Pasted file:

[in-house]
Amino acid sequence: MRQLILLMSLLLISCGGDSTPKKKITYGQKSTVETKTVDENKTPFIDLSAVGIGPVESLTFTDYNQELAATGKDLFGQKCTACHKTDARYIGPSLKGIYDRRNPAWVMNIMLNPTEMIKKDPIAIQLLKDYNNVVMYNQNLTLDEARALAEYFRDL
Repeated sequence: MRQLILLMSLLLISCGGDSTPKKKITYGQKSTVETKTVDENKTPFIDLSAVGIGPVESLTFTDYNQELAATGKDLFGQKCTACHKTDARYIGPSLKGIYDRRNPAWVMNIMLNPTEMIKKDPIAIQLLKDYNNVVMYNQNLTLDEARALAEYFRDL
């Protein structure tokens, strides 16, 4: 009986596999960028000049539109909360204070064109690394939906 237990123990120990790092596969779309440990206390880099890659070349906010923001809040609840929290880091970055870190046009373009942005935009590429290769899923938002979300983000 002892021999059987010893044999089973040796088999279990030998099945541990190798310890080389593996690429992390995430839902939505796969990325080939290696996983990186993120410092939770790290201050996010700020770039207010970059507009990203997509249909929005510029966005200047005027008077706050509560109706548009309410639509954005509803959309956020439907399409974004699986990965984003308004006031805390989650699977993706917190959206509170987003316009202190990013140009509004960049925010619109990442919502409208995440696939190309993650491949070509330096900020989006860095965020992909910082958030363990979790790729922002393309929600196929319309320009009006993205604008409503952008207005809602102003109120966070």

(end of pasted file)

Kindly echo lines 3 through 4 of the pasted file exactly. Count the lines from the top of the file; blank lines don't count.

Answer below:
Repeated sequence: MRQLILLMSLLLISCGGDSTPKKKITYGQKSTVETKTVDENKTPFIDLSAVGIGPVESLTFTDYNQELAATGKDLFGQKCTACHKTDARYIGPSLKGIYDRRNPAWVMNIMLNPTEMIKKDPIAIQLLKDYNNVVMYNQNLTLDEARALAEYFRDL
């Protein structure tokens, strides 16, 4: 009986596999960028000049539109909360204070064109690394939906 237990123990120990790092596969779309440990206390880099890659070349906010923001809040609840929290880091970055870190046009373009942005935009590429290769899923938002979300983000 002892021999059987010893044999089973040796088999279990030998099945541990190798310890080389593996690429992390995430839902939505796969990325080939290696996983990186993120410092939770790290201050996010700020770039207010970059507009990203997509249909929005510029966005200047005027008077706050509560109706548009309410639509954005509803959309956020439907399409974004699986990965984003308004006031805390989650699977993706917190959206509170987003316009202190990013140009509004960049925010619109990442919502409208995440696939190309993650491949070509330096900020989006860095965020992909910082958030363990979790790729922002393309929600196929319309320009009006993205604008409503952008207005809602102003109120966070």